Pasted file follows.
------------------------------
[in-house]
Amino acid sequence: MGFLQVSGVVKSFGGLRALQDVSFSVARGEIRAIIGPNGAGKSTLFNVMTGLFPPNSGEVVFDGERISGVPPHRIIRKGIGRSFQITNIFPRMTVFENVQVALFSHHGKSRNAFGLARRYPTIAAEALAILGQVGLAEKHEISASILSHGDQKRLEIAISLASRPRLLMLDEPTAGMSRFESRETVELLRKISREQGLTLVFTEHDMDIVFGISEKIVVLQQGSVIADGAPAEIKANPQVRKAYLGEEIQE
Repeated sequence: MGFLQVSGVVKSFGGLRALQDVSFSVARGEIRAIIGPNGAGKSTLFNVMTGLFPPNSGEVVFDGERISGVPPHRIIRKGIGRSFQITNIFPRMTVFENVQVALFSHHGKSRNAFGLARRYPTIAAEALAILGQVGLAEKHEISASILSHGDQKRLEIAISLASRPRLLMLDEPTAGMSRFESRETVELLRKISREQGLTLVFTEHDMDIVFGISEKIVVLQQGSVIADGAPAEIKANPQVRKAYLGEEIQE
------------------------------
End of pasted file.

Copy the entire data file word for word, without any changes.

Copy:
[in-house]
Amino acid sequence: MGFLQVSGVVKSFGGLRALQDVSFSVARGEIRAIIGPNGAGKSTLFNVMTGLFPPNSGEVVFDGERISGVPPHRIIRKGIGRSFQITNIFPRMTVFENVQVALFSHHGKSRNAFGLARRYPTIAAEALAILGQVGLAEKHEISASILSHGDQKRLEIAISLASRPRLLMLDEPTAGMSRFESRETVELLRKISREQGLTLVFTEHDMDIVFGISEKIVVLQQGSVIADGAPAEIKANPQVRKAYLGEEIQE
Repeated sequence: MGFLQVSGVVKSFGGLRALQDVSFSVARGEIRAIIGPNGAGKSTLFNVMTGLFPPNSGEVVFDGERISGVPPHRIIRKGIGRSFQITNIFPRMTVFENVQVALFSHHGKSRNAFGLARRYPTIAAEALAILGQVGLAEKHEISASILSHGDQKRLEIAISLASRPRLLMLDEPTAGMSRFESRETVELLRKISREQGLTLVFTEHDMDIVFGISEKIVVLQQGSVIADGAPAEIKANPQVRKAYLGEEIQE